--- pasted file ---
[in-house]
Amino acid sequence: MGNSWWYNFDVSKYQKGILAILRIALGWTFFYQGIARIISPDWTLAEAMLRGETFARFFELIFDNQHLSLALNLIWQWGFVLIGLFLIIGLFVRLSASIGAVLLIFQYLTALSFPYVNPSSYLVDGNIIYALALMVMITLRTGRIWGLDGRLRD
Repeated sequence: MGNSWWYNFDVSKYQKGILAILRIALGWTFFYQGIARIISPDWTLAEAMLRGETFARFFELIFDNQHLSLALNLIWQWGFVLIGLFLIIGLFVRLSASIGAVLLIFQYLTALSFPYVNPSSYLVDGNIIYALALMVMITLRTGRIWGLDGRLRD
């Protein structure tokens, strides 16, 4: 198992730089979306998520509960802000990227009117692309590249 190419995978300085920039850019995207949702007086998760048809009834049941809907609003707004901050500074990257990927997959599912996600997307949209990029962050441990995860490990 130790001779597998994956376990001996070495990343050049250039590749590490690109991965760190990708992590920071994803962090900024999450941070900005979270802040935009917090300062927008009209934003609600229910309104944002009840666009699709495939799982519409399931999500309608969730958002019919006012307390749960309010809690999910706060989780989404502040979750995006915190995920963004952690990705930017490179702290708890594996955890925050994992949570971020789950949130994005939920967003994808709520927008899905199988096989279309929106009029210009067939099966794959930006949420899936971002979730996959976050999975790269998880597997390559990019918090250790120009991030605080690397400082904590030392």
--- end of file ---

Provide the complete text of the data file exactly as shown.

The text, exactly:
[in-house]
Amino acid sequence: MGNSWWYNFDVSKYQKGILAILRIALGWTFFYQGIARIISPDWTLAEAMLRGETFARFFELIFDNQHLSLALNLIWQWGFVLIGLFLIIGLFVRLSASIGAVLLIFQYLTALSFPYVNPSSYLVDGNIIYALALMVMITLRTGRIWGLDGRLRD
Repeated sequence: MGNSWWYNFDVSKYQKGILAILRIALGWTFFYQGIARIISPDWTLAEAMLRGETFARFFELIFDNQHLSLALNLIWQWGFVLIGLFLIIGLFVRLSASIGAVLLIFQYLTALSFPYVNPSSYLVDGNIIYALALMVMITLRTGRIWGLDGRLRD
């Protein structure tokens, strides 16, 4: 198992730089979306998520509960802000990227009117692309590249 190419995978300085920039850019995207949702007086998760048809009834049941809907609003707004901050500074990257990927997959599912996600997307949209990029962050441990995860490990 130790001779597998994956376990001996070495990343050049250039590749590490690109991965760190990708992590920071994803962090900024999450941070900005979270802040935009917090300062927008009209934003609600229910309104944002009840666009699709495939799982519409399931999500309608969730958002019919006012307390749960309010809690999910706060989780989404502040979750995006915190995920963004952690990705930017490179702290708890594996955890925050994992949570971020789950949130994005939920967003994808709520927008899905199988096989279309929106009029210009067939099966794959930006949420899936971002979730996959976050999975790269998880597997390559990019918090250790120009991030605080690397400082904590030392």